If (clause), (result clause)

This kind of clause is often called a "first conditional". You use this to talk about things that you think might happen in the future:

If you have any problems, call me.

If we don't finish on time, there will be hell to pay.

The result, which comes after the comma, can be all kinds of clauses, including commands, statements, and questions:

If I'm not awake by eight, wake me up.

If it's nice out tomorrow, Holly and I are going to go play a bit of tennis.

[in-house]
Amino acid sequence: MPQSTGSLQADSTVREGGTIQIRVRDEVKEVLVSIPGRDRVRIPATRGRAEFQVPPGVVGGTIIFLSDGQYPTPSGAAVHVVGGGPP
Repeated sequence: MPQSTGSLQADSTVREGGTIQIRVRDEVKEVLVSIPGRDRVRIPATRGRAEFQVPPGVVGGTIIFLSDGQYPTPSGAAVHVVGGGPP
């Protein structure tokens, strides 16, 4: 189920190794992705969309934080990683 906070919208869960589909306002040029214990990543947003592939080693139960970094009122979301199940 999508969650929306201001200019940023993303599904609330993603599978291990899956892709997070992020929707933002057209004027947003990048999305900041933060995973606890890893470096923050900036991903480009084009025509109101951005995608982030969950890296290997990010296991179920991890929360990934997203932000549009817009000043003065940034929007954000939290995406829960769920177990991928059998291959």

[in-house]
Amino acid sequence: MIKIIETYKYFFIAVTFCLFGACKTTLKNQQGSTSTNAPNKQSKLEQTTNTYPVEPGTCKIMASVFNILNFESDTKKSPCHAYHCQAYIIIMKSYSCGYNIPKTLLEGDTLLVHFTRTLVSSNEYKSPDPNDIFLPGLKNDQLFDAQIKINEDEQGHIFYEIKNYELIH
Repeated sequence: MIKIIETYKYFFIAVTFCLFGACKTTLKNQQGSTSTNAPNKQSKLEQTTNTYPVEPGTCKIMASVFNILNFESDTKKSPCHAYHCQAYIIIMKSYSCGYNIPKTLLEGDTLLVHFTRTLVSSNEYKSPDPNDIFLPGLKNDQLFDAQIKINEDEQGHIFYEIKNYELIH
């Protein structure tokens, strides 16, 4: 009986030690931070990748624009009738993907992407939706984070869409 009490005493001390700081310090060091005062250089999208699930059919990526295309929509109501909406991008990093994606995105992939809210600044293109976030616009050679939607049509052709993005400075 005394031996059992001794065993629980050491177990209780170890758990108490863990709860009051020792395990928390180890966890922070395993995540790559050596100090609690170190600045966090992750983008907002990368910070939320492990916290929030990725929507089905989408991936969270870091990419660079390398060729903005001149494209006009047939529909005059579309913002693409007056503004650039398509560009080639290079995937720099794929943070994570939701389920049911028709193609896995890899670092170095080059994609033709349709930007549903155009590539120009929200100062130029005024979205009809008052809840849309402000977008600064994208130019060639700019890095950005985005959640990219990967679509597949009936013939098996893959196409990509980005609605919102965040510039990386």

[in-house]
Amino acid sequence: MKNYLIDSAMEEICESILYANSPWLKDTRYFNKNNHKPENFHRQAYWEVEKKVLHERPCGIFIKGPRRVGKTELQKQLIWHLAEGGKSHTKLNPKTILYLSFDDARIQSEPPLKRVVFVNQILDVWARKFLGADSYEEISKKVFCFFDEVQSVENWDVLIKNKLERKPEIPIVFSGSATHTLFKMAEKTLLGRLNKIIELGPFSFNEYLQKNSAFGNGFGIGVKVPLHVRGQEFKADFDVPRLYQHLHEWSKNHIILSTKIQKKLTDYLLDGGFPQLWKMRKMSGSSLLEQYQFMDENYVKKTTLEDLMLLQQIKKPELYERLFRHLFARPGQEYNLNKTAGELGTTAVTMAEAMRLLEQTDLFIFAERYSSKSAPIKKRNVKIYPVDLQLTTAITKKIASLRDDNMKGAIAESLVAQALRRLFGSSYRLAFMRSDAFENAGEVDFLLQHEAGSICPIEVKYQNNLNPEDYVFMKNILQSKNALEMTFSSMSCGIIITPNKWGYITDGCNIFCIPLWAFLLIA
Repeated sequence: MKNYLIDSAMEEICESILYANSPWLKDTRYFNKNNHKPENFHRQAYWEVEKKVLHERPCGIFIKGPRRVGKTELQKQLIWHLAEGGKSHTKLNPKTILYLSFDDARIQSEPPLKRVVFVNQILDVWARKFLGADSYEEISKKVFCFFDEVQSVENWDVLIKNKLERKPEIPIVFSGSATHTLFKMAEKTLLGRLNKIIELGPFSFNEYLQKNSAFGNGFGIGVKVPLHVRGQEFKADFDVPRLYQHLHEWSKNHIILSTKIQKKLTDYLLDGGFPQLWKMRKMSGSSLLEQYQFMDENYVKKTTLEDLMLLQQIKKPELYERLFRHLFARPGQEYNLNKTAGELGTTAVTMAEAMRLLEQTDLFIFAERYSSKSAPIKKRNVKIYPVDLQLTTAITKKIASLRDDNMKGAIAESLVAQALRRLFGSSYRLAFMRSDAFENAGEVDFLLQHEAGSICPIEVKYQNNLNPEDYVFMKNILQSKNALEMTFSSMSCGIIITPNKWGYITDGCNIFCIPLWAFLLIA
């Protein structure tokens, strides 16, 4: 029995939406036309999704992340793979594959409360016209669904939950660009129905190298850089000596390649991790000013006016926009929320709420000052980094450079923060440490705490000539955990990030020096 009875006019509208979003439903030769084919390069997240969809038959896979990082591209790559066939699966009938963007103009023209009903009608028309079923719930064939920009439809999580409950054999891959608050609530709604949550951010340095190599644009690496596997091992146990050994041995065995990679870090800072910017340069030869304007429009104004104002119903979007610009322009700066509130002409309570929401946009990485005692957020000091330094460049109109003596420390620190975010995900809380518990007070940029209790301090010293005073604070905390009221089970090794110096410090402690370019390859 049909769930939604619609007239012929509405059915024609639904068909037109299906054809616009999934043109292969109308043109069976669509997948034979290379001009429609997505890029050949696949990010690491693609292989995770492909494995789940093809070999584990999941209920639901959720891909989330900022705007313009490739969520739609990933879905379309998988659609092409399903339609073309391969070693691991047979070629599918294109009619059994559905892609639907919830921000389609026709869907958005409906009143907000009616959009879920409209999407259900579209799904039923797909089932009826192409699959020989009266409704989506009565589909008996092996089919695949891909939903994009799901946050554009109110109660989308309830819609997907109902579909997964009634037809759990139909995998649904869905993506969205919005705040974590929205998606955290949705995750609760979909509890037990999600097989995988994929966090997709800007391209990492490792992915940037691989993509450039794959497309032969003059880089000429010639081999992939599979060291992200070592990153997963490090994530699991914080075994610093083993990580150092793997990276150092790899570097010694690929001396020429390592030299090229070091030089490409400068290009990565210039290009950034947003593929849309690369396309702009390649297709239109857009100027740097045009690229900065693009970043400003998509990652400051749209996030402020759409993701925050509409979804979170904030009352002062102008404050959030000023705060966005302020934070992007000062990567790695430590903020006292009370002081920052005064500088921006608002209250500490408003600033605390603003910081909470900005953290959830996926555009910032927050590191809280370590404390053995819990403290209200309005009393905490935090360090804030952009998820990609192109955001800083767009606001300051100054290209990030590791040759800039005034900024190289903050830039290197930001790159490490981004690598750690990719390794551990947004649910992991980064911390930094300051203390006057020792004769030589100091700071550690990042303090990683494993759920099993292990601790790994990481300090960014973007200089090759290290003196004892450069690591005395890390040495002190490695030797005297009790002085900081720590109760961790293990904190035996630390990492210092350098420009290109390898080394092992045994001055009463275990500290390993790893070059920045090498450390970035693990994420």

If we have a girl instead of a boy, will you be disappointed?

And, of course, you can also reverse the order of the "If" part and the "result" part of the sentence:

We'll be in so much trouble if you lose that thing.

This phrase appears in these lessons: